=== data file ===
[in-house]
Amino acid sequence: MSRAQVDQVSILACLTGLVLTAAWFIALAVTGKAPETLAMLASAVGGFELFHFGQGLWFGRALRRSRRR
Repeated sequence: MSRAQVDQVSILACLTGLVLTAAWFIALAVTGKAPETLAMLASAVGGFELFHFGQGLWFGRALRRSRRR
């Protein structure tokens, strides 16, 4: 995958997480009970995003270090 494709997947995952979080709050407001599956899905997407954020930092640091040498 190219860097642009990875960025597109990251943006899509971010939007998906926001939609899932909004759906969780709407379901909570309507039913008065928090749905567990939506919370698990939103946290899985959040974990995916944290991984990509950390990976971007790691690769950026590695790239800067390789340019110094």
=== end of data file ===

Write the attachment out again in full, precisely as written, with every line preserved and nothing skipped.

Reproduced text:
[in-house]
Amino acid sequence: MSRAQVDQVSILACLTGLVLTAAWFIALAVTGKAPETLAMLASAVGGFELFHFGQGLWFGRALRRSRRR
Repeated sequence: MSRAQVDQVSILACLTGLVLTAAWFIALAVTGKAPETLAMLASAVGGFELFHFGQGLWFGRALRRSRRR
């Protein structure tokens, strides 16, 4: 995958997480009970995003270090 494709997947995952979080709050407001599956899905997407954020930092640091040498 190219860097642009990875960025597109990251943006899509971010939007998906926001939609899932909004759906969780709407379901909570309507039913008065928090749905567990939506919370698990939103946290899985959040974990995916944290991984990509950390990976971007790691690769950026590695790239800067390789340019110094």